CBS Exposé, Cereus Launch Share Headlines

26 November 2008

UltimateBet and Absolute Poker, the disgraced online poker operators, on Tuesday launched a new, joint poker network called Cereus -- the same day, coincidentally, that CBS News announced “60 Minutes” would broadcast its anticipated exposé of cheating scandals at both sites.

The Cereus network was first teased in July by Paul Legget, chief operating officer of Tokwiro Enterprises ENRG, though whatever excitment the release engendered was followed by more than three months of silence.

"I am so excited to announce the launch of our new poker network Cereus," Mr. Legget said in July's press release. "This is a huge landmark for our company and online poker."

Tokwiro and another privately held company, Blast Off Ltd., are thought to, one, have an ownership interest in both sites, and, two, be controlled by Joseph T. Norton, the former grand chief of the Mohawk Council of Kahnawake. Both sites, furthermore, are licensed by the Kahnawake Gaming Commission.

Frank Catania Sr., a former New Jersey gaming regulator that, on behalf of the commission, is conducting an investigation into the cheating at both sites, told IGamingNews that the Cereus network's launch was delayed in part by the software auditing process.

Gaming Associates, an independent I-gaming auditing company also under contract with the commission, "had to go in, test it (Cereus platform) and say it was okay to switch over to it," Mr. Catania said.

That Mr. Catania was commissioned to commence his investigation just days after Mr. Legget's July announcement is also thought to have delayed the launch.

Looking back, the commission's investigation into Absolute Poker, undertaken by Gaming Associates, wrapped up in January; but a final decision on the UltimateBet investigation, which is being undertaken by both Mr. Catania and Gaming Associates, is pending.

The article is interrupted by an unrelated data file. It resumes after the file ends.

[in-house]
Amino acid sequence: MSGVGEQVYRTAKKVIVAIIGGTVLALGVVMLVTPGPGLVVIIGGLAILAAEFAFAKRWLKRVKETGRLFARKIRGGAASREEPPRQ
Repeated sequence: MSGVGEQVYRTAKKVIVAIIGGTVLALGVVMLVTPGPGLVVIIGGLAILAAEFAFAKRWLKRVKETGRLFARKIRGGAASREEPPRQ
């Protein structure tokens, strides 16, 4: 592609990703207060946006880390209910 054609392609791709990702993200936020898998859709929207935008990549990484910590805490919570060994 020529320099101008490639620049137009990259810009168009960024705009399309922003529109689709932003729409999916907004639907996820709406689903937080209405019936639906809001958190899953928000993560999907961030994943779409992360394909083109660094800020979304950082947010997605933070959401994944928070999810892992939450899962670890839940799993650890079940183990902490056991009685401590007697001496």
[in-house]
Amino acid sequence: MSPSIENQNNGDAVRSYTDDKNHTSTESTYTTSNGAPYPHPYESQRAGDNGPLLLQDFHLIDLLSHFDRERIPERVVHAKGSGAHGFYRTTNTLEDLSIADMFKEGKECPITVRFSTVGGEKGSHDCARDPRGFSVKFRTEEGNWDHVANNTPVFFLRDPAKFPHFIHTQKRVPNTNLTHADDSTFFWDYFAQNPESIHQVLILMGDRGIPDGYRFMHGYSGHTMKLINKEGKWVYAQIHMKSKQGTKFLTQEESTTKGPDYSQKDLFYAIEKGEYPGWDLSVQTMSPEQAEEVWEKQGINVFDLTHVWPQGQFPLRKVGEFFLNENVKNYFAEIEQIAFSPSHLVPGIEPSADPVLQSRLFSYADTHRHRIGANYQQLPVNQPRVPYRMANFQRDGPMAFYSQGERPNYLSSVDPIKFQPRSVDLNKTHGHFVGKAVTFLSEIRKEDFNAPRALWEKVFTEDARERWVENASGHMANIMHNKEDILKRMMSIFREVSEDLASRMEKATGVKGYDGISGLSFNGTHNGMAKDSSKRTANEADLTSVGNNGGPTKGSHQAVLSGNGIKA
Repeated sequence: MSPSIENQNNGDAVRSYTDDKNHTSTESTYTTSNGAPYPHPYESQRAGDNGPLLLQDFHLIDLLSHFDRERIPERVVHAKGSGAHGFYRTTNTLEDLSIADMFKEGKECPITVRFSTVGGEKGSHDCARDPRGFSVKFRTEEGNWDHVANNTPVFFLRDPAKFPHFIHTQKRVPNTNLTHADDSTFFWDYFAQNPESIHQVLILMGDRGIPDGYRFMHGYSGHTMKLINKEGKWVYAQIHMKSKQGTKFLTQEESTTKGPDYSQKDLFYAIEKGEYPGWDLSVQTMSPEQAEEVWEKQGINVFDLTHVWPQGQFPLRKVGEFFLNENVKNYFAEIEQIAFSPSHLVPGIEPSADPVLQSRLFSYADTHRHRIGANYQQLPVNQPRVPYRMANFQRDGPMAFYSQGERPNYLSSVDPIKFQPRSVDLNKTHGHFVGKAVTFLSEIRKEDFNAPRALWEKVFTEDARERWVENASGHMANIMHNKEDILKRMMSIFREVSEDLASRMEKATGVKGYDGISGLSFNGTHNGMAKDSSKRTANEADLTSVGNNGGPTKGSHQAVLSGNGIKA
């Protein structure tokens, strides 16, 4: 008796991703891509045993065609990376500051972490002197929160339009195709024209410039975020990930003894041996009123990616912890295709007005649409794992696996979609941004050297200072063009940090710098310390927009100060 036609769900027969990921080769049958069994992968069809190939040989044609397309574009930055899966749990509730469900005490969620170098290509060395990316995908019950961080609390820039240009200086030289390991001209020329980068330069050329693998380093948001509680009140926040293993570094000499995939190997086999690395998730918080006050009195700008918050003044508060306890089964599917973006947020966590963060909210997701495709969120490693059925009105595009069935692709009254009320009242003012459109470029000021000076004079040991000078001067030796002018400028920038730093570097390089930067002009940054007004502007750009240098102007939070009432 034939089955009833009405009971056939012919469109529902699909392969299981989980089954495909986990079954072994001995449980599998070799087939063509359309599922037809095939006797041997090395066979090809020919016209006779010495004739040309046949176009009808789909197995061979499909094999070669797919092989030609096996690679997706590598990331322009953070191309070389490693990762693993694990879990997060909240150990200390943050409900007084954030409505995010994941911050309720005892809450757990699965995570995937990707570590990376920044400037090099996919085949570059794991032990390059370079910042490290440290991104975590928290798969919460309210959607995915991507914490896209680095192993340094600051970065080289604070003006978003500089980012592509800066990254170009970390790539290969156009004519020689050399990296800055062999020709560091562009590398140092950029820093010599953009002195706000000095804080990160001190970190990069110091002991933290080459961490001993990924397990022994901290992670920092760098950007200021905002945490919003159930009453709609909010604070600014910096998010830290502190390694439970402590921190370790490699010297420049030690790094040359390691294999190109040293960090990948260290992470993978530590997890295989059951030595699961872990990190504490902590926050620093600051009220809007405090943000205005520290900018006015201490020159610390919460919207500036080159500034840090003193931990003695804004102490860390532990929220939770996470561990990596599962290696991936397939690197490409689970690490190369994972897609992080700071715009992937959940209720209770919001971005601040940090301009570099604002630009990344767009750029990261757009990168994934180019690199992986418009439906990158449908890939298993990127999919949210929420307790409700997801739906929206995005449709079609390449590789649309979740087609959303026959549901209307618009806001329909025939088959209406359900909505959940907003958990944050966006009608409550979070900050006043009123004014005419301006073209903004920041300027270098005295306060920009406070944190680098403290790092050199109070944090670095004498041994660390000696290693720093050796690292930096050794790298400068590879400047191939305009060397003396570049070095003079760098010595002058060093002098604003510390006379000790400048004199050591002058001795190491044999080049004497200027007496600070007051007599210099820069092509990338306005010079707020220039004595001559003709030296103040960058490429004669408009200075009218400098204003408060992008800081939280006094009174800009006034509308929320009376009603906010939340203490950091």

So far, the commission said Tokwiro Enterprises has repaid at least $6.1 million to affected UltimateBet players, although, at the behest of the commission, the company agreed to disburse a further $15 million earlier this month.

With regard to the Cereus launch, it is unclear what entity at Blast Off -- Cereus' listed owner and operator, according to -- developed the software.

Regardless, the Cereus platform "is the result of several modifications and security enhancements which were applied to the Absolute Poker software as a result of the commission's directives in January '08," Chuck Barnett, a member of the board of supervisors for Mohawk Internet Technologies, told IGN in an e-mail.

"As the commission is satisfied that the integrity of the system has been verified, and that all required security measures have been implemented, approval to implement the deployment of Cereus at Ultimate Bet has been granted," said Mr. Barnett, who, at times, liaises with the press on behalf of the commission.

CBS News, meanwhile, is set to run its exposé of the cheating scandals this Sunday at 7 p.m., Eastern Standard Time. Steve Kroft, a correspondent with "60 Minutes," and Gilbert Gaul, a reporter with the Washington Post, spent four months investigating the story, according to a press release from CBS.

It was a well-organized group of players who found that UltimateBet and Absolute Poker software had been manipulated to allow certain users -- including Russ Hamilton, a World Series of Poker main event winner and former owner of UltimateBet -- to view opponents' hole cards.

Mr. Legget did not return an e-mail and a phone call this morning seeking comment for this article, and Mr. Norton did not return an e-mail.

Chris Krafcik is the editor of IGamingNews. He lives in St. Louis, Mo.